To regulate is a fine art, and an unrewarding one at that. In fact, the most successful regulation is the one that goes unnoticed; that neither draws the lobbying eyes of the industry it conditions, nor the popular scrutiny of the society that it intends to benefit. When mastered, regulation can be a very powerful weapon. It may smother or foster an entire industry, but is only truly achieved when it makes us all believe that Adam Smith was indeed right – there really is an invisible hand that naturally guides the self-interested businessman towards the production of socially beneficial results. I dare to argue that even Mr Smith, often attributed with the paternity of modern laissezfaire economic policy, would agree with most governments that the gaming sector requires regulation, perhaps to a similar extent as the banking or pharmaceutical industries. The easy flow of untraceable capital, exposure of consumers to fraudulent practices and the social consequences of uncontrolled vice are just too dangerous and often too present to be left only to casino stakeholders’ mutual sympathy of sentiments.
The end goals of gaming policy are fairly common to most jurisdictions where the industry is allowed but regulated. The ways to achieve them, however, vary widely and are hardly replicable in different places or times. To this point, the regulatory strategy adopted by the Macau government in the early 2000s was, by any standard, extremely successful. The proof is right there for anyone to see: it is spelled out in its unprecedented tax revenues and employment rates and photographed in the incredible properties that generate them. At a time when investing in Asia was a winding road for any Western casino operator, Macau had the ability to provide enough confidence for multi-billion dollar resorts to be raised from a swamp … literally. Simultaneously, it was able to convince highly scrutinizing overseas regulators that its legal system – inherited from a recent political transition of a four hundred-year old administration – would not drop the core standards imposed on their operators back home. As fascinating as it may seem, Macau’s biggest achievement was that it did all that whilst giving the floor to the real stars of the show, the casino operators and the people and businesses – yes, gaming promoters included – that made it all happen.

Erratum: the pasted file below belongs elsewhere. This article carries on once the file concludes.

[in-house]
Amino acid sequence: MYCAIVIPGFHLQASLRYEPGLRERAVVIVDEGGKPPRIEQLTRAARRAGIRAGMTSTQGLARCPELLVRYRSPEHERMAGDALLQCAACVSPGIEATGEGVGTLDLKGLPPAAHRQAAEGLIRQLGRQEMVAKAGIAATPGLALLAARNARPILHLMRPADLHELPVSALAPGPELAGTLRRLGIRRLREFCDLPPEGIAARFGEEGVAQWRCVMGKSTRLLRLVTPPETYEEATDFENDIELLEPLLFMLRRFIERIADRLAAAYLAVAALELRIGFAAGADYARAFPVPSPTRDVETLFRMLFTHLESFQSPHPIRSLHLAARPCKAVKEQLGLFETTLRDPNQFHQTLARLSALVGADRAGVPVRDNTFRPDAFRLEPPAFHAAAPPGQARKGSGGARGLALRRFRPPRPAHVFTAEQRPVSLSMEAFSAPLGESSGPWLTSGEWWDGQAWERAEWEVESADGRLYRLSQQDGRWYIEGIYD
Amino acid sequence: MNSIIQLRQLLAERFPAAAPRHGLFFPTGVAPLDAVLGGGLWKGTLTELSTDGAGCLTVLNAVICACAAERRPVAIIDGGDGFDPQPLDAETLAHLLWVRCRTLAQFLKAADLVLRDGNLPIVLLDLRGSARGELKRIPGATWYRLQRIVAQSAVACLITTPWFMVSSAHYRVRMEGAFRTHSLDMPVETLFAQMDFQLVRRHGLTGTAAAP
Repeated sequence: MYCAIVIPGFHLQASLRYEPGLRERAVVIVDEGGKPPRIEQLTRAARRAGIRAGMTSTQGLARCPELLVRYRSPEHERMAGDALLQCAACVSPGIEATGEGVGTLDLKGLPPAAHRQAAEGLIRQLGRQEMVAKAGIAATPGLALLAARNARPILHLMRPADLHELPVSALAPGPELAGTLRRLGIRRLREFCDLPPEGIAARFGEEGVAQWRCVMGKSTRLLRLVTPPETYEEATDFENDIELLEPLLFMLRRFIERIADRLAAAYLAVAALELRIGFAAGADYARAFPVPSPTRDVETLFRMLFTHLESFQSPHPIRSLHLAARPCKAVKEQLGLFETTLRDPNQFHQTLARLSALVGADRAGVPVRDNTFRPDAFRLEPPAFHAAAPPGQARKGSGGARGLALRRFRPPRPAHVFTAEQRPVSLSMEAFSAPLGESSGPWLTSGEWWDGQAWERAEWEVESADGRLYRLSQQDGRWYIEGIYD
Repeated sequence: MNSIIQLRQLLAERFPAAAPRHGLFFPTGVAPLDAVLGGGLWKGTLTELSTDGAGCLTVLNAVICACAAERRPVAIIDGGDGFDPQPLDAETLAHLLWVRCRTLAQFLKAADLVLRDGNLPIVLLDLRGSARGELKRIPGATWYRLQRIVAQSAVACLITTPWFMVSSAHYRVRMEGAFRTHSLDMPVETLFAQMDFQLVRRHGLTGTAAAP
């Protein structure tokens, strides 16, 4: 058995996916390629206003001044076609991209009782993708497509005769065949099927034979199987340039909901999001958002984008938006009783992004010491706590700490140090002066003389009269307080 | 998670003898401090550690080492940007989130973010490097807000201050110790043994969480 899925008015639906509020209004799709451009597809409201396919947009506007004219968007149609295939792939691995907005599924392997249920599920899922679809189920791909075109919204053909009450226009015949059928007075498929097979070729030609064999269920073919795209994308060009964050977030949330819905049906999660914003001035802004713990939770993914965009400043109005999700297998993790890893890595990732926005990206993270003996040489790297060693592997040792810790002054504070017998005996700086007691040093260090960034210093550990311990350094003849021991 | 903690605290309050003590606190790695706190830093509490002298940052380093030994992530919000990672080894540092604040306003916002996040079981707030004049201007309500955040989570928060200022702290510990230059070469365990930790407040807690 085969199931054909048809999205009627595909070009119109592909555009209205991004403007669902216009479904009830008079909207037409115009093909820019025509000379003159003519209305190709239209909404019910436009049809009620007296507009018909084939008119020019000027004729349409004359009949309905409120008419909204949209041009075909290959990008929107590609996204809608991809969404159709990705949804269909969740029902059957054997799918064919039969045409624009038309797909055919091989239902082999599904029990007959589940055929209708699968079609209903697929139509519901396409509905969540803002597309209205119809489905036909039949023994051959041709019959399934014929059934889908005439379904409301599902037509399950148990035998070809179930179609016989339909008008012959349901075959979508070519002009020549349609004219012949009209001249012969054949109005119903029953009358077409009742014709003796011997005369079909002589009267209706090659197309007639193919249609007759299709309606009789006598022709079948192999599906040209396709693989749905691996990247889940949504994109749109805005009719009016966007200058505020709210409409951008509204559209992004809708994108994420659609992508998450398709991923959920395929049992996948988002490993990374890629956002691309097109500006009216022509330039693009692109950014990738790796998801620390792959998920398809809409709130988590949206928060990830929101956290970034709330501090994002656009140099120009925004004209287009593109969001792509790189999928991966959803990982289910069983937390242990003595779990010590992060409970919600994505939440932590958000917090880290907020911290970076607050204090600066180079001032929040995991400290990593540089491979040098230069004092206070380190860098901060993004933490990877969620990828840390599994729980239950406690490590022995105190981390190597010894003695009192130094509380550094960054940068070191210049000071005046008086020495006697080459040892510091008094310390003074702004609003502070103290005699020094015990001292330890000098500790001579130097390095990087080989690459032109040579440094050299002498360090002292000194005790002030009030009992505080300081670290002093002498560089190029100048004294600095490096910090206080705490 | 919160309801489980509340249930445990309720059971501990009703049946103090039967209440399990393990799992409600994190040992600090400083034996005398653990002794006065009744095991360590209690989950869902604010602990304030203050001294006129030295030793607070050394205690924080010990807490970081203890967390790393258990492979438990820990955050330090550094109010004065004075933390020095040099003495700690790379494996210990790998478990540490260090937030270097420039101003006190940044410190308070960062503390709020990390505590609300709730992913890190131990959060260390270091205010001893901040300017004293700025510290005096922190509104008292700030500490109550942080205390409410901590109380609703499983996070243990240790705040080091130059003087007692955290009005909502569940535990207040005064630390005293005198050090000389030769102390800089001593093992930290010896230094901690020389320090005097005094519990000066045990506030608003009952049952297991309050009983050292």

As with most things in life, the balance in regulation, as accomplished as it may have been, is never perennial. To survive, it must adapt, often rapidly, to the ever-changing backdrop of stakeholders’ priorities and it must do so without overly disrupting what, for some, may be a very comfortable status quo. As Macau thrived on the back of those operators whose investment it attracted, it failed to convince its single most important customer – or so we all came to realize – that the practices overseas regulators accepted were good enough to keep the industry above unwanted influences. Ironic as it may seem, it is the PRC authorities (and not their US counterparts) that are pushing to raise the bar of the Macau gaming industry in what pertains to anti-money laundering and anticorruption compliance, supervision and enforcement. At the center of these concerns is the VIP market, until recently the backbone of Macau’s casino industry, and the elusive middlemen we know as junkets. For government agencies across the border the high-stakes casino play on credit just does not have a place in the corruption-free China they are relentlessly crusading for. At least not how it has been conducted by many so far.
The PRC’s central government policies, albeit not yet translated into serious regulation at an SAR level, have caused a fundamental shift in the industry, raising the mass market share to a historical high and shying away billions in VIP gaming revenues in the process. This imposed readjustment of the Macau model has exposed some of its fragilities, the latest of which re-gained the spotlight with the well publicized “Dore Case”, in which an employee of a junket operator allegedly ran away with millions in investors’ monies. As painful as it may be in the short term, the long-term general direction seems very clear, and that is good, at least for the businesses that are here to stay.